- 1660: No page numbers. Some maps include the name of Johannes Van Loon as the engraver.
- 1661: Page numbers added in the bottom right corner. Some maps include the name of Johannes Van Loon as the engraver.
- 1708: Valk & Schenk imprint added.
The most sought after of all celestial atlases, this is the only one to be produced during the Dutch cartographic golden age. This work, Cellarius's magnum opus, was produced as a means to illustrate competing theories of celestial mechanics, during an era in which these issues were very much still up for debate. With scholarly precision, but in a manner accessible to the contemporary reader, Cellarius describes, contrasts, and analyzes the hypotheses and observations made by the great thinkers of classical antiquity in addition to those made by his contemporaries.
Of particular interest are the volume's finely engraved images designed to illustrate the concepts introduced. Plates in the work depict the Sun, the Earth, and the stars in a way they had not been seen before. These magnificent depictions take all the strengths of Dutch 17th-century engraving and apply it to the sky: information is simply presented and any critical eye will immediately start to understand the points that Cellarius conveys.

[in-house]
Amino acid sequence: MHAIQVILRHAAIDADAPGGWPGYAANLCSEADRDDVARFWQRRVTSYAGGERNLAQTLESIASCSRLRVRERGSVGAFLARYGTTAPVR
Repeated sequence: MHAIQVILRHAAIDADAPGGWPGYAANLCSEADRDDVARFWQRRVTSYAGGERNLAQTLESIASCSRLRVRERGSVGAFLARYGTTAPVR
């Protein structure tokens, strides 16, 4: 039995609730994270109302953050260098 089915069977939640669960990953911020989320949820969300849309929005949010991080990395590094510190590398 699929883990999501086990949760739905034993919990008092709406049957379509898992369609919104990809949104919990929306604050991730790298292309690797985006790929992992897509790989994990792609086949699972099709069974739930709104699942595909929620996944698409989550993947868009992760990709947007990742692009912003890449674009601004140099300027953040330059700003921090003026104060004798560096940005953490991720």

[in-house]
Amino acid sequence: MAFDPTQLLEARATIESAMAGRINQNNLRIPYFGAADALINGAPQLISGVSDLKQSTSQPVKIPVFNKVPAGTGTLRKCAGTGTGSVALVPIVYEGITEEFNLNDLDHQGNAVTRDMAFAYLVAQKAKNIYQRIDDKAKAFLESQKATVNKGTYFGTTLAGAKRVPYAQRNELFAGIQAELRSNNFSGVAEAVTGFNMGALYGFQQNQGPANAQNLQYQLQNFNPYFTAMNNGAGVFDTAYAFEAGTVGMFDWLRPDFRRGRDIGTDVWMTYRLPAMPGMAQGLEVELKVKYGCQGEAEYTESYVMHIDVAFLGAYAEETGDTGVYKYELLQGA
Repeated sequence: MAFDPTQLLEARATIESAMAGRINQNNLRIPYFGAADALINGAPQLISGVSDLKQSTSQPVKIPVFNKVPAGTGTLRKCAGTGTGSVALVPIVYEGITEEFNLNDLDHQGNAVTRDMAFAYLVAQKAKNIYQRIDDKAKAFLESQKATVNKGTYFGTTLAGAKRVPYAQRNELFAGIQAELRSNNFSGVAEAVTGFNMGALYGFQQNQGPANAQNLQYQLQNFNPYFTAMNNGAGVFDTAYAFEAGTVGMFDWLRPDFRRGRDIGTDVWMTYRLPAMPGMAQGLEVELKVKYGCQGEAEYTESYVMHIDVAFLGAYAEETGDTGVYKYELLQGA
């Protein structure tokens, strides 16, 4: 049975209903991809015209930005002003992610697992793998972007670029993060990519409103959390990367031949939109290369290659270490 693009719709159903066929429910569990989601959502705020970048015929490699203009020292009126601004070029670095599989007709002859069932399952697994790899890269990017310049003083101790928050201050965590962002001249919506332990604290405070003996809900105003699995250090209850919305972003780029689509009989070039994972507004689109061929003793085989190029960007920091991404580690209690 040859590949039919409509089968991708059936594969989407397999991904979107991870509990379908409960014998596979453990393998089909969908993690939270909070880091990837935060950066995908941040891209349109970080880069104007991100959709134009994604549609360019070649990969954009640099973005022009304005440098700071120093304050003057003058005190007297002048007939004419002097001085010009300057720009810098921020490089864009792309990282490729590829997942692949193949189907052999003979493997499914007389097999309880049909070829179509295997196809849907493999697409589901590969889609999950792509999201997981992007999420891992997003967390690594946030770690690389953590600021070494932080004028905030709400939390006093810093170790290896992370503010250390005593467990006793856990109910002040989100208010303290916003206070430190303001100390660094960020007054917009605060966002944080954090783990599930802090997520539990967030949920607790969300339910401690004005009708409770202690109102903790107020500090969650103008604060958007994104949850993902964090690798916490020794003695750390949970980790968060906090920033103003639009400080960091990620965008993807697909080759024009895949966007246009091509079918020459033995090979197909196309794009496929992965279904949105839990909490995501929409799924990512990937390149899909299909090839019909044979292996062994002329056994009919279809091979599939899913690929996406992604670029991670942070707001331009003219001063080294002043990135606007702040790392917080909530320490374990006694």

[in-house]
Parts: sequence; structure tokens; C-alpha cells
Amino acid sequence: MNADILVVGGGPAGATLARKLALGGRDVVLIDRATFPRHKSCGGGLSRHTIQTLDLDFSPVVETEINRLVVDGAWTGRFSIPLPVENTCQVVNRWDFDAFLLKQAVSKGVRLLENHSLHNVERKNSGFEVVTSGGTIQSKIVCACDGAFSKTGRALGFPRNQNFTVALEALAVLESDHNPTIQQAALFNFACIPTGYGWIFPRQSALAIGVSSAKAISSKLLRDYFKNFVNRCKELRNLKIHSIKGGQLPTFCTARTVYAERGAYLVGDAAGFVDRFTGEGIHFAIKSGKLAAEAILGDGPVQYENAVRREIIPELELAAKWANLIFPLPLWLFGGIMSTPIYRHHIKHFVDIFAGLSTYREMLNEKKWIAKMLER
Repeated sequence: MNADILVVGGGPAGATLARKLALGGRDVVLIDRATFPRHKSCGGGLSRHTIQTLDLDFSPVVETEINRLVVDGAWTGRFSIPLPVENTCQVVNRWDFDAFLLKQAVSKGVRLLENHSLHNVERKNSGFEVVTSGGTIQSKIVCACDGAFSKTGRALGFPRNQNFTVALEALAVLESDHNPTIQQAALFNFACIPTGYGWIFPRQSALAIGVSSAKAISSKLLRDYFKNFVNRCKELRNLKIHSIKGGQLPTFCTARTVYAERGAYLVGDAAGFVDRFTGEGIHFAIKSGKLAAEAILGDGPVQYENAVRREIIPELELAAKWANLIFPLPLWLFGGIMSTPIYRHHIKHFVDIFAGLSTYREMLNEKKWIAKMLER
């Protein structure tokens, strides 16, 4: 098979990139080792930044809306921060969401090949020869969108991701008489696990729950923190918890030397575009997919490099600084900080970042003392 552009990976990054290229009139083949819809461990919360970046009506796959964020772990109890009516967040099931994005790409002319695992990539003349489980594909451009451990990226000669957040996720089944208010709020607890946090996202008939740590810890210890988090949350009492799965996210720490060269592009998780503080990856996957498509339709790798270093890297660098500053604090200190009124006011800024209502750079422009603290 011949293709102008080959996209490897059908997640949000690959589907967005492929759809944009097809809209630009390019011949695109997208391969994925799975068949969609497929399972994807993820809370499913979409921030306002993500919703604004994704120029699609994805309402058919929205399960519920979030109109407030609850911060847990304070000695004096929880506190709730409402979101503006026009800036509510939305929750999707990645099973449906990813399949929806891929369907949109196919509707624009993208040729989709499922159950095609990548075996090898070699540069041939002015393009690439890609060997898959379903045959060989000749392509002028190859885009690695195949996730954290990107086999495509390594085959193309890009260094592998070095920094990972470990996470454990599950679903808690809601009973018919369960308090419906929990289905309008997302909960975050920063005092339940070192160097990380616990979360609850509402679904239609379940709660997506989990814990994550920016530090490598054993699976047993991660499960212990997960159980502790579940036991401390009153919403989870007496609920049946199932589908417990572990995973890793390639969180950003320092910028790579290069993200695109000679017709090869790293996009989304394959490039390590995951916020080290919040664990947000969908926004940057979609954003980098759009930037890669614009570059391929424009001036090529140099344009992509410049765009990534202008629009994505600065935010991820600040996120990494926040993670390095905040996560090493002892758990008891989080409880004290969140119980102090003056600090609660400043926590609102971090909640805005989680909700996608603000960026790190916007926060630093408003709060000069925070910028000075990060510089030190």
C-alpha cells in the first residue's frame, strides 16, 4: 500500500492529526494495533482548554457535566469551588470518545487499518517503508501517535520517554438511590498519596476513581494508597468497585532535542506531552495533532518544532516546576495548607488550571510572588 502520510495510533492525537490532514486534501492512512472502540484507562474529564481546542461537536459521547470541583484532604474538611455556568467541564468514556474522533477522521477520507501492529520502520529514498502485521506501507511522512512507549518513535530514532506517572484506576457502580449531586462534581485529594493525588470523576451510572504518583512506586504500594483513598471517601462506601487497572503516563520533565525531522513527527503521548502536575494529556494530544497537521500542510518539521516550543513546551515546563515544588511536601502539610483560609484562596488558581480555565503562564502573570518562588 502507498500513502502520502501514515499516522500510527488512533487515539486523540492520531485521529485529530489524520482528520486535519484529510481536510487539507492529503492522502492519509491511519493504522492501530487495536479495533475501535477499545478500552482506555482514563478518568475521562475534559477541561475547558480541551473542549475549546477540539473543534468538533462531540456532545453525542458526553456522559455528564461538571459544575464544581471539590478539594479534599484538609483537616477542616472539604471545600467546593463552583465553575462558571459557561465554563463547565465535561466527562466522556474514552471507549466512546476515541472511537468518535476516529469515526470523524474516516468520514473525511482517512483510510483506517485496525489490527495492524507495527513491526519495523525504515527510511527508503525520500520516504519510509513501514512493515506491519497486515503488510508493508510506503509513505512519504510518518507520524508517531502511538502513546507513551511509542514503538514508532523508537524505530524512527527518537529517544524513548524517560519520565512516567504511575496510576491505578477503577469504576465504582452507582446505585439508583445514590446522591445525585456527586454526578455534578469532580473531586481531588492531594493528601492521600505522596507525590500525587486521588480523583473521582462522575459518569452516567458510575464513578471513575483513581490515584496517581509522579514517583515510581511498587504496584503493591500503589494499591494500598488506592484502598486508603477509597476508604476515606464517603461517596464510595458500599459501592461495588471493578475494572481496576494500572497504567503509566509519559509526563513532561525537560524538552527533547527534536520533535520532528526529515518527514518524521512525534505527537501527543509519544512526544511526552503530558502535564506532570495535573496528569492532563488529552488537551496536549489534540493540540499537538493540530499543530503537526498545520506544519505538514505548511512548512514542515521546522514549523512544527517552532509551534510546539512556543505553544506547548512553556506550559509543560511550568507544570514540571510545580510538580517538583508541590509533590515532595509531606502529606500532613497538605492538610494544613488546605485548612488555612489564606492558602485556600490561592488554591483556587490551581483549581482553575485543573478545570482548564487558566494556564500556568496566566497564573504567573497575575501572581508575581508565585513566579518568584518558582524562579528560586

The plates themselves would have been engraved by several Dutch master engravers, but only two have signed their names: Frederik van den Hove, who made the frontispiece, and Johannes van Loon, a noted creator of nautical charts. By 1660, the work was complete.
In the text, Cellarius states his intention to publish a second volume that would adjust for this first volume's overreliance on the Ptolemaic model. This overreliance is present in several ways. In plates that pick a certain model of the Solar System, approximately ten show a pre-Copernican concept of the universe, while only two deal with a Copernican viewpoint and six with a Tychonic system. Further, the plates show little in the way of telescopic discoveries, such as the moons of Saturn. We note but two plates (23 and 28) in which a telescope is in active use among the many representations of astronomical tools in the other plates. It is likely that this intended second volume would have focused more heavily on modern astronomical discoveries.